An automated manufacturing line crane has suffered a fatigue failure of its lifting arm after three years of operation. The shop manager does not want to buy a new crane but wants to design a new arm to replace the broken one. Your team has been hired to do the fatigue calculations for the new arm. The crane has a 6-ft arm, oriented and attached in the concrete wall as shown in the figure below. The attachment is sturdy enough to be considered rigid. The arm should be manufactured from steel channels in Table A-7 on page 1026[1018 — v10] of the text book. You are allowed to design the arm by either using a single channel or by welding different channels together. The beam of the arm should be straight and prismatic with axis of symmetry in the plane of bending. The shop manager requires that you must design the lightest arm possible. The crane will lift a 1000 lbf load periodically and the arm of the crane must be designed for infinite fatigue life. Base your calculations assuming the channels are made of Cold Drawn AISI 1006 steel. Assume the tensile and compressive strengths are the same. For life calculations include endurance limit modifying factors ka and kb. In order to design the crane’s arm, do the following analysis and include them in your report. 1) Force analyses of the crane arm identifying and numerically determining all forces acting on the arm. 2) Calculate all bending moments acting at the connection to the shop wall. 3) Identify the highest stress location on the arm and calculate the stress due to all forces and moments at that location. 4) Do the fatigue analysis and size the beam for infinite life.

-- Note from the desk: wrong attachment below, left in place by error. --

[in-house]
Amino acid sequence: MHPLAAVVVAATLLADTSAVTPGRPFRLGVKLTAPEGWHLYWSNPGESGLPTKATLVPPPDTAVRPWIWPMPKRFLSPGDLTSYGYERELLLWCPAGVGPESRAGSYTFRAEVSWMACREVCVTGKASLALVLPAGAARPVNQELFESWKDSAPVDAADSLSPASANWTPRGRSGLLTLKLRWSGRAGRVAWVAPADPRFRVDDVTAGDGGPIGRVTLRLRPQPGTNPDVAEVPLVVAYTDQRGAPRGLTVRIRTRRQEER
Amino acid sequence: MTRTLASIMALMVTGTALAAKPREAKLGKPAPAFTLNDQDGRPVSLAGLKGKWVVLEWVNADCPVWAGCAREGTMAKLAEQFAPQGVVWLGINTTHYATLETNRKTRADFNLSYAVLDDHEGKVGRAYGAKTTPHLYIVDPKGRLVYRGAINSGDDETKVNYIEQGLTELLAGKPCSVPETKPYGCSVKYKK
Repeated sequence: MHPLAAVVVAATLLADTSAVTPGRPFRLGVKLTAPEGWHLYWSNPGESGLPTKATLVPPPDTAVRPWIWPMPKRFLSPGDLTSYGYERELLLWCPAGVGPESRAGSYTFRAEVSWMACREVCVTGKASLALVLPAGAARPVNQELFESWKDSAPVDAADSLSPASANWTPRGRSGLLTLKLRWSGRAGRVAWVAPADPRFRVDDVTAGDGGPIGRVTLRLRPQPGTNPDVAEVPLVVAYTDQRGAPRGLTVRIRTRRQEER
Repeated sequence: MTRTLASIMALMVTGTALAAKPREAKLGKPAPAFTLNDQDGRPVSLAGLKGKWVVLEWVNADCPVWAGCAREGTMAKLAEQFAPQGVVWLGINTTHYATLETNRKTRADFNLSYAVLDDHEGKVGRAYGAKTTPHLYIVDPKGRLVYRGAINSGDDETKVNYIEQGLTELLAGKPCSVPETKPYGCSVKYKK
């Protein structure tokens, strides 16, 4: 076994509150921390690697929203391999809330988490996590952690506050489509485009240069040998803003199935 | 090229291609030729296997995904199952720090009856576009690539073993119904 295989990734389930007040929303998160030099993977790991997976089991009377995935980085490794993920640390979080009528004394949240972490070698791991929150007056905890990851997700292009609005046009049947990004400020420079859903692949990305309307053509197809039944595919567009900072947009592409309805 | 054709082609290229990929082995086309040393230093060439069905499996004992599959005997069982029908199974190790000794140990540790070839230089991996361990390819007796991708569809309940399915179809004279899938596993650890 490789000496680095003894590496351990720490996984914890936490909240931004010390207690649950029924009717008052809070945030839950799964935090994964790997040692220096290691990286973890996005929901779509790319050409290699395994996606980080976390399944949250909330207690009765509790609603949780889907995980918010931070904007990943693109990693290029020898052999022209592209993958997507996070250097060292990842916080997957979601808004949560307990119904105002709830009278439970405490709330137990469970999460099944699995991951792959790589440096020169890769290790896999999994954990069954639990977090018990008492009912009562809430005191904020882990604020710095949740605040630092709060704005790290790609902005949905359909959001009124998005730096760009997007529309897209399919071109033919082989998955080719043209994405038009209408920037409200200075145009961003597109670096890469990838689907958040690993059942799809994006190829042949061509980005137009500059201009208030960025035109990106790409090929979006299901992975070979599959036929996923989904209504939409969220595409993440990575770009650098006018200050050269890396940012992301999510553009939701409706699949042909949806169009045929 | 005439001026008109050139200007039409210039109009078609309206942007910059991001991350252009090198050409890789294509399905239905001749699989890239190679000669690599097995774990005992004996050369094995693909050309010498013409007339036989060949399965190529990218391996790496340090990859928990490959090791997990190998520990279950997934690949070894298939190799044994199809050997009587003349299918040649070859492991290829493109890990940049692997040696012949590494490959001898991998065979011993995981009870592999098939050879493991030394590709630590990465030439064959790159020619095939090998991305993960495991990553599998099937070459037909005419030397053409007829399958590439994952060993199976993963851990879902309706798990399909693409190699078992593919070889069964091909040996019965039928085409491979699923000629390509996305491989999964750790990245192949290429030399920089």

Use English units only in your selection of material and calculations.
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